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Mineral resources are considered the main wealth of the continent, the potential of which is 20% higher than in the rest of the world. Australia is rich in bauxite. Mining of iron ore began in the second half of the twentieth century. In the west there are deposits of polymetals. Gold is mined in the southwestern part of the continent. Scientists have found that there are deposits of natural gas and oil. Explorations are underway at this time.

Environmental situation

The country’s economy is held high by mining. Mining depletes the subsoil and destroys the topsoil. Because of this, areas for agriculture are shrinking. The chronic shortage of water has forced the government to create a number of bans. At certain times of the year, people are not allowed to water their lawns, wash their cars, or fill their swimming pools. During the Cold War, nuclear tests were conducted in the country. This had a negative effect on the radiation situation. Maraling, the area where the tests were conducted, is still considered contaminated.

Today’s uranium springs are located close to Spencer Bay and Kakadu National Park. This is a public concern: a precedent has already been set for dirty water being discharged into a wildlife refuge. Aboriginal people’s lives depend on natural factors. As a result of the desertification of the continent, they have to leave their settled settlements forever. The government and world-renowned NGOs are working hard to preserve Australia’s unique environment and natural resources. New nature reserves and national parks are being created.


The first generation of colonists arrived on the mainland in 1788. At that time Australia was a place of exile for lawbreakers. The first settlers numbered just over a thousand. Forced immigration greatly increased the number of people. Australia ceased to be a place of exile for convicts in 1868. The influx of voluntary colonists was connected with the development of cattle breeding and the opening of the mines.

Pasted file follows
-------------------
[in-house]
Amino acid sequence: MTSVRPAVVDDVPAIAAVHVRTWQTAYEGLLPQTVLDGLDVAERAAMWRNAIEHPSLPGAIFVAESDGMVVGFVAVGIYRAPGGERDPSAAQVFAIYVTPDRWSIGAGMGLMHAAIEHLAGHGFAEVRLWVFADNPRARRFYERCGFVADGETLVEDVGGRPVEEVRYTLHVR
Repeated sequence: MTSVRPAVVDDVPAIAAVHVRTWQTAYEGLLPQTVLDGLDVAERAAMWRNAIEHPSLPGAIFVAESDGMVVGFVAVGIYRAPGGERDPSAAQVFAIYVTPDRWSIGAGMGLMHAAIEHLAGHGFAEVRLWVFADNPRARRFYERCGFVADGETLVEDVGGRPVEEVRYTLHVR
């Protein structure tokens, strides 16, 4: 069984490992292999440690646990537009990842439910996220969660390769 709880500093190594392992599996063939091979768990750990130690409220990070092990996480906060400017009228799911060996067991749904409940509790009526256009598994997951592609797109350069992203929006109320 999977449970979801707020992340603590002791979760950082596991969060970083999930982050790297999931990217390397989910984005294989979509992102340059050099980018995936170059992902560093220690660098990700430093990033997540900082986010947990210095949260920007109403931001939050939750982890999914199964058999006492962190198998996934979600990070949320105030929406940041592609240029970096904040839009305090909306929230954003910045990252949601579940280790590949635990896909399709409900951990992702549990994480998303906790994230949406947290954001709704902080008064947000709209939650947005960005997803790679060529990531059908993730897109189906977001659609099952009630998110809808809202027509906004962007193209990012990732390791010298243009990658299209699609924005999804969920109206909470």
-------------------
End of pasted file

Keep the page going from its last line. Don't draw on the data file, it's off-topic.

Today’s society bears no resemblance to the country’s difficult years of development and formation. The population is 24.5 million. It is the fiftieth largest country in the world. The number of aborigines is 2.7%. Migrants are most often of British, German, New Zealand, Italian, and Filipino descent. There are a large number of denominations in the country. The official language is Australian English. It is spoken by 80 percent of the population.

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Population density varies by region. On average, in a square kilometer there are no more than three people. The most densely populated south-east coast of the continent. Australia has a high life expectancy, averaging about eighty years. The process of rapid aging because of the low birth rate, as in Europe, is not observed. Australians are still among the young nations.

Australia: Environment, climate, history, culture, places of interest